One when pushing keeping the speed constant to get a quicker contrast increase and to get a bit more off the toe as stated. I agree also about when pulling a film.
    However for me, my taste I prefer a bit more dense shadow detail when pulling. Makes me feel more secure and if my shadows are a bit more dense I can manipulate them a bit afterwards
    Basically meaning a selenium toning to strengthen the negative just in case something goes wrong.
    I like to keep a backdoor open.
    Certainly I will try this out the next time I am in the field.
    This is all a very interesting thought.

  4. #34
    Stephen Benskin's Avatar
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    Quote Originally Posted by AndreasT View Post
    However for me, my taste I prefer a bit more dense shadow detail when pulling. Makes me feel more secure and if my shadows are a bit more dense I can manipulate them a bit afterwards.
    I do the same thing, but preferring a little bit of a safety factor shouldn't be confused with film speed. Actually, accurately defining the lower limits of exposure can only be a benefit when considering exposure adjustments.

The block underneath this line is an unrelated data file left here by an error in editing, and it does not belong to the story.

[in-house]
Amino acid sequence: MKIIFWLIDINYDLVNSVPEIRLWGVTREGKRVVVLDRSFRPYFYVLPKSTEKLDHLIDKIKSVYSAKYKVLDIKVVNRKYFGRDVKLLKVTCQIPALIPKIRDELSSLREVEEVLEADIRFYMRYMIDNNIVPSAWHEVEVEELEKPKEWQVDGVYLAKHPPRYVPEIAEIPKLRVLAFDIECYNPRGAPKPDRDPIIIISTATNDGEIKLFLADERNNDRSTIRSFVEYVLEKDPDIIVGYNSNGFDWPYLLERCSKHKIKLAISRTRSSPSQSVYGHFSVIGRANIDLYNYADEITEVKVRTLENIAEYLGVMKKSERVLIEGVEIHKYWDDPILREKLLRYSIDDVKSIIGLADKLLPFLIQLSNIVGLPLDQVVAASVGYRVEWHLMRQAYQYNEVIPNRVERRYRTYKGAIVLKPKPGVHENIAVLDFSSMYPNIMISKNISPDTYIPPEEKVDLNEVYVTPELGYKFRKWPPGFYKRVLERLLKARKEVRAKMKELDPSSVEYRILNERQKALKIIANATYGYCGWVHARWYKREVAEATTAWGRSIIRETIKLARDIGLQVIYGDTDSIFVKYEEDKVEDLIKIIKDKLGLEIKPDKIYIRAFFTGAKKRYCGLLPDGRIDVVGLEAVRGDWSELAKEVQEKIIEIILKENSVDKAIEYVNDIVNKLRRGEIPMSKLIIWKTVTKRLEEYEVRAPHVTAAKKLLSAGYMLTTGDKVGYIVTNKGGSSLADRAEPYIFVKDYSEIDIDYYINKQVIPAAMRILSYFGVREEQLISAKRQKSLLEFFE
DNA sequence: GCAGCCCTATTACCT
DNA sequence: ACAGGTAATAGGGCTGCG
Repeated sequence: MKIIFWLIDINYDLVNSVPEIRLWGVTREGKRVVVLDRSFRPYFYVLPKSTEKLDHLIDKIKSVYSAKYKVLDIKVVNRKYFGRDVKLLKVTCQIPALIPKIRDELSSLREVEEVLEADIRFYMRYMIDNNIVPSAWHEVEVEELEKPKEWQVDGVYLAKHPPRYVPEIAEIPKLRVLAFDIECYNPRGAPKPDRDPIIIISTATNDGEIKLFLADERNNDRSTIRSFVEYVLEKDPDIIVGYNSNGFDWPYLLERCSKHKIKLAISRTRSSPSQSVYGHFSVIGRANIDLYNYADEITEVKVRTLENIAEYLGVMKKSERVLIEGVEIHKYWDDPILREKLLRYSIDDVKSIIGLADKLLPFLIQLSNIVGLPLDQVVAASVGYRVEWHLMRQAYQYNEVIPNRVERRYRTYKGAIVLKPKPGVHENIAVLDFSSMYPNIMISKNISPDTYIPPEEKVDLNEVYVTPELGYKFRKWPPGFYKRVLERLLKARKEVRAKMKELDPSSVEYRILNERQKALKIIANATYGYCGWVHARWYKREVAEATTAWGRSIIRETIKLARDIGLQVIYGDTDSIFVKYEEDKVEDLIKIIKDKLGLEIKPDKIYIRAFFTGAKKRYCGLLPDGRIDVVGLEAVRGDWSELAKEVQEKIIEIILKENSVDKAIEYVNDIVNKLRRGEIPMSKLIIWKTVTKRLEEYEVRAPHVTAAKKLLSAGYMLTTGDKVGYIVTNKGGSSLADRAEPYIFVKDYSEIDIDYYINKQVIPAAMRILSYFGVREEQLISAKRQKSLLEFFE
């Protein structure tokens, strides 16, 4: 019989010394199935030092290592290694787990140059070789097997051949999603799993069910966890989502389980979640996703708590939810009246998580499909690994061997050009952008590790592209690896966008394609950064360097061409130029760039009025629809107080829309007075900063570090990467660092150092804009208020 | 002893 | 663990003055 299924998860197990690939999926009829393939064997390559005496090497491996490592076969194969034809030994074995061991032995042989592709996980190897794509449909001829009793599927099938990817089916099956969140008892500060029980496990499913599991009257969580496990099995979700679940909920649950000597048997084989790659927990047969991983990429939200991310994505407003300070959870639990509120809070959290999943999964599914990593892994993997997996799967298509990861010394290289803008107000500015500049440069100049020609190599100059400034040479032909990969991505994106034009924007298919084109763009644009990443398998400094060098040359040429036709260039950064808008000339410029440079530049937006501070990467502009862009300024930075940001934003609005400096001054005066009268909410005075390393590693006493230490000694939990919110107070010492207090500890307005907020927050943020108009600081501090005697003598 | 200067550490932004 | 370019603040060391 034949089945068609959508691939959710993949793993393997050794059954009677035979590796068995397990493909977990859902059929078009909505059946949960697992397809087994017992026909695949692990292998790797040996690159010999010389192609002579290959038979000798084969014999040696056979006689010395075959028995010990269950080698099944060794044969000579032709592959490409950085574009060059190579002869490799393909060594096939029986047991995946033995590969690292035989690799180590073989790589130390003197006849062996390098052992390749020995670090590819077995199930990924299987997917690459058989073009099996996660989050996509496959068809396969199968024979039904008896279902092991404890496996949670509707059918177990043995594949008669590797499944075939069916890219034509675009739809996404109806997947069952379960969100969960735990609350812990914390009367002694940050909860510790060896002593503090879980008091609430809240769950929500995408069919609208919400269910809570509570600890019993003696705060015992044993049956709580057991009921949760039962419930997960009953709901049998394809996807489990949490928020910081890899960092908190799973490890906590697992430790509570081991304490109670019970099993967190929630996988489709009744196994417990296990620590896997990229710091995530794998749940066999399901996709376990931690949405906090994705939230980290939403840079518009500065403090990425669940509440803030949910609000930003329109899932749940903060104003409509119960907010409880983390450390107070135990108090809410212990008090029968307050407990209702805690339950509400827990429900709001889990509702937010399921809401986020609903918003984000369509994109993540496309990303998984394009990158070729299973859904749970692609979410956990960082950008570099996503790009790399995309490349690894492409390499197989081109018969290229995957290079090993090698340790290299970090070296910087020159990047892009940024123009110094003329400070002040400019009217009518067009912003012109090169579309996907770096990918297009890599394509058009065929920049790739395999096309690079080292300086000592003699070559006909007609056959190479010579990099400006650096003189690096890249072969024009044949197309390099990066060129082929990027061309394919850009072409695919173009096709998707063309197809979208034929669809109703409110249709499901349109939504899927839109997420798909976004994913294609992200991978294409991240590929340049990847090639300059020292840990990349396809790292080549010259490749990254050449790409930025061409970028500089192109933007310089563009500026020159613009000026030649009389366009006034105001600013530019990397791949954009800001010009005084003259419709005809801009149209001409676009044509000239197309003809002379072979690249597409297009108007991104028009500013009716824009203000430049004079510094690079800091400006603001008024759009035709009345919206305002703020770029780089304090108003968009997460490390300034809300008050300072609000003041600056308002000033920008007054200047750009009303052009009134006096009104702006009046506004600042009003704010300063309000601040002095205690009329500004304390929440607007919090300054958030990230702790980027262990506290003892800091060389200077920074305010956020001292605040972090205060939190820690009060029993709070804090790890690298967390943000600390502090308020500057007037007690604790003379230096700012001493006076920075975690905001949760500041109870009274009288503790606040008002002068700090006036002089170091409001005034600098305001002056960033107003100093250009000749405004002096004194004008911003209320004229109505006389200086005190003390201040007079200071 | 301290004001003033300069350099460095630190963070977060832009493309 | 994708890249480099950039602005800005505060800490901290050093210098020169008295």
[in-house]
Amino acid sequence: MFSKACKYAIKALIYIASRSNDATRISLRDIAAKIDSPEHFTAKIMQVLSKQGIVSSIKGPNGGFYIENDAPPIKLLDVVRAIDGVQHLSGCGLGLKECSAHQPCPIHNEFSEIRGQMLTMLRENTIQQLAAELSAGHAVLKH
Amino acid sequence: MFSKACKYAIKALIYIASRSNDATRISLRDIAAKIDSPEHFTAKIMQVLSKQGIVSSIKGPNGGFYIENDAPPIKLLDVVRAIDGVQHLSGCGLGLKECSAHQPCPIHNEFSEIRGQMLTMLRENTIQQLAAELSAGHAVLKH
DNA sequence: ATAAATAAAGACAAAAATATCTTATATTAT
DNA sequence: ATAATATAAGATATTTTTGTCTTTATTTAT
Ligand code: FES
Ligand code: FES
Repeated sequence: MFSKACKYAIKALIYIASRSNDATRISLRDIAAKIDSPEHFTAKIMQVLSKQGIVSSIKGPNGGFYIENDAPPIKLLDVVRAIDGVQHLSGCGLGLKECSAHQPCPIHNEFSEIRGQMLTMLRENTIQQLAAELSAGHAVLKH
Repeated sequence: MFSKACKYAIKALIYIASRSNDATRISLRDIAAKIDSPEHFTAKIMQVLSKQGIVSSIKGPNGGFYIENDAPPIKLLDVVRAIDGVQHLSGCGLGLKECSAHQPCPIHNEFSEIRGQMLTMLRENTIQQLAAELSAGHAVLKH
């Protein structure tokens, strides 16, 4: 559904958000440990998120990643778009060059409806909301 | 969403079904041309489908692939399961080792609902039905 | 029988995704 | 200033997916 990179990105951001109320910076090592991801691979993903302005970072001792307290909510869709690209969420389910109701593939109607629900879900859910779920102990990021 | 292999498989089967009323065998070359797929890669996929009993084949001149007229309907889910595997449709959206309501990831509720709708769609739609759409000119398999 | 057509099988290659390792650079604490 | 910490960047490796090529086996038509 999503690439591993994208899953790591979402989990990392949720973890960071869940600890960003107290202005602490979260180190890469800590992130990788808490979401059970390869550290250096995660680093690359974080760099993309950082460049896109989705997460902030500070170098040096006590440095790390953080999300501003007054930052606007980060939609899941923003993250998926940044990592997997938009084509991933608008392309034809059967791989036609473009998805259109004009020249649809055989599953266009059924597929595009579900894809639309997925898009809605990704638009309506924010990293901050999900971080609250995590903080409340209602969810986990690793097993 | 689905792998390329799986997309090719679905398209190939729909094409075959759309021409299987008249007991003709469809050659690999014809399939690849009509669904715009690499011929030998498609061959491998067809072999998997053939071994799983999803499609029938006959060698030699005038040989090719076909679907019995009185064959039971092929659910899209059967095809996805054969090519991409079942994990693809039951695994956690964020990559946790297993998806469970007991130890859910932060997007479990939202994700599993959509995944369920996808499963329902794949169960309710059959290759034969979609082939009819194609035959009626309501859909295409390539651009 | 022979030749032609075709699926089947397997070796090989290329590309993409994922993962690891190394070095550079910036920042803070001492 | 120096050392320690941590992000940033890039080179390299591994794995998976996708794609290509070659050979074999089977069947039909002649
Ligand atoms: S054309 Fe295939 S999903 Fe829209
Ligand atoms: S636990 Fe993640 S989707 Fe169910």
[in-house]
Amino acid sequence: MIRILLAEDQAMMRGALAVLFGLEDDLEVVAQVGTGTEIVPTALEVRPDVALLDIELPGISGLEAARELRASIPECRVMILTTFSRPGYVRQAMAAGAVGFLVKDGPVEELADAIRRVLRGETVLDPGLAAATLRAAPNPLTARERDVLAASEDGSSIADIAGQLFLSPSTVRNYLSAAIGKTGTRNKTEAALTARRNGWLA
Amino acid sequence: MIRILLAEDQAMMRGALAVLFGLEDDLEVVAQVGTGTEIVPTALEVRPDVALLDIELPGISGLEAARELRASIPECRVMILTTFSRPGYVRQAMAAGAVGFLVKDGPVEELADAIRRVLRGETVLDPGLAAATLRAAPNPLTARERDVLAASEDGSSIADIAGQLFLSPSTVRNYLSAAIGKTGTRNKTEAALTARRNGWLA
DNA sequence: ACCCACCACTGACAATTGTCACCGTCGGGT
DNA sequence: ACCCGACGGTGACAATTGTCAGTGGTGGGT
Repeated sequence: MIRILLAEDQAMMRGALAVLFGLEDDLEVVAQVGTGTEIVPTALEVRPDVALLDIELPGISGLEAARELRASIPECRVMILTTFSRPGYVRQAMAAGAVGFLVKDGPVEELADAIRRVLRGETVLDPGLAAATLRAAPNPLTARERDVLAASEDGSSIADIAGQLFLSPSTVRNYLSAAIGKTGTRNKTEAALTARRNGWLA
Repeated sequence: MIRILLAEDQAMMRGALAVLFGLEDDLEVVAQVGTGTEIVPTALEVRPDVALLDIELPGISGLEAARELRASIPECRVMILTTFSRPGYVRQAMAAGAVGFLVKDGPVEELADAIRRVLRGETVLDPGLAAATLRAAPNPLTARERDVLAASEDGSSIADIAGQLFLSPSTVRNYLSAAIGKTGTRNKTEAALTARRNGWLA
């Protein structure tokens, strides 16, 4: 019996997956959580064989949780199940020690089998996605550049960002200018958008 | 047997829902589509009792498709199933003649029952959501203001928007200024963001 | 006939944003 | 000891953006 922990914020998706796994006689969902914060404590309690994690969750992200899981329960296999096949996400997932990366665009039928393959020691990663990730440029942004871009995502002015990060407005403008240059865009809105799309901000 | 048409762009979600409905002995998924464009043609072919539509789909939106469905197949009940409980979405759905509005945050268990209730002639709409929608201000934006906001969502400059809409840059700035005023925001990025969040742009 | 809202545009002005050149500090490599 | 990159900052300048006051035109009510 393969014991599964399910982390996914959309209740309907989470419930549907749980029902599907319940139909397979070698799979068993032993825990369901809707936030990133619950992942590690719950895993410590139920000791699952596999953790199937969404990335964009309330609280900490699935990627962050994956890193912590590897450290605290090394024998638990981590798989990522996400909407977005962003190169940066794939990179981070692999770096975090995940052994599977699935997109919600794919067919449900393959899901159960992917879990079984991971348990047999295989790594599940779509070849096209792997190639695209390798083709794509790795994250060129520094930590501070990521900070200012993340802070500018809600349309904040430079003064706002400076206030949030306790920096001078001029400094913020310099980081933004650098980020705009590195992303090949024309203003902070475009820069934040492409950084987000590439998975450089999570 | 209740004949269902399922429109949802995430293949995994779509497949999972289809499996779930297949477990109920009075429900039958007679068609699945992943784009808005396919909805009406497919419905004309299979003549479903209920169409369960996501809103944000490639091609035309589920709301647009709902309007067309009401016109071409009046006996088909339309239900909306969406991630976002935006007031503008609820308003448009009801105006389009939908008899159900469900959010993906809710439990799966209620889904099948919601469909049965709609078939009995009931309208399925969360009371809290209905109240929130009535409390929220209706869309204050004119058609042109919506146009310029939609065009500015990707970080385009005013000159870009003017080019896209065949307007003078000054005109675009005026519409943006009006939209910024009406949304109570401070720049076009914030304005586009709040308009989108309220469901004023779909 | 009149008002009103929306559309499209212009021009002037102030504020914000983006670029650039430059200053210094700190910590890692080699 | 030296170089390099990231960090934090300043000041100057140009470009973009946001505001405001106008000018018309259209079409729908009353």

5. #35
    AndreasT's Avatar
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    I agree Stephen

    Quote Originally Posted by Bill Burk View Post
    My mental picture of Delta-X Criterion is that when the curve is flatter (less development), you would print on a contrasty paper. The salvage grades of paper would amplify the shadow detail that would otherwise be inadequate on a normal paper. So you can get more out of the thin shadows.

    The converse happens when you develop the heck out of film. Once you decide to print on a flat paper, that paper needs more shadow separation, so you need to provide more shadow exposure.

    The end result is that the speed doesn't change that much with development changes.
    This sometimes make me wonder why all the effort. When the scene is contrasty we compensate developement and need a harder grade to get the contrast back into the picture otherwise the brilliance suffers. It fits on the paper sure.
    What if we always expose and develop normal.

  6. #36

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    This is a topic I've tried to get people to think about (usually in the B&W processing and Enlarging forums as it is not strictly an exposure issue). My view, particularly when dealing with long subject luminance ranges, is that relatively mild ZS contractions are helpful, but that more extreme contractions and compensating procedures can result in more loss than gain. I still think that beyond a reasonable range, the goal of "fitting the negative to the paper" is flawed when it comes to the use of applied densitometry methods (ZS, BTZS etc). One must consider the printing process when making a negative exposure/development decision in the field. Developing printing skill and techniques allows one to view the negative slightly differently - as an information source. The goal in exposure and development of the negative then becomes more about recording the most information, not about trying to match the negative density range to a grade of paper.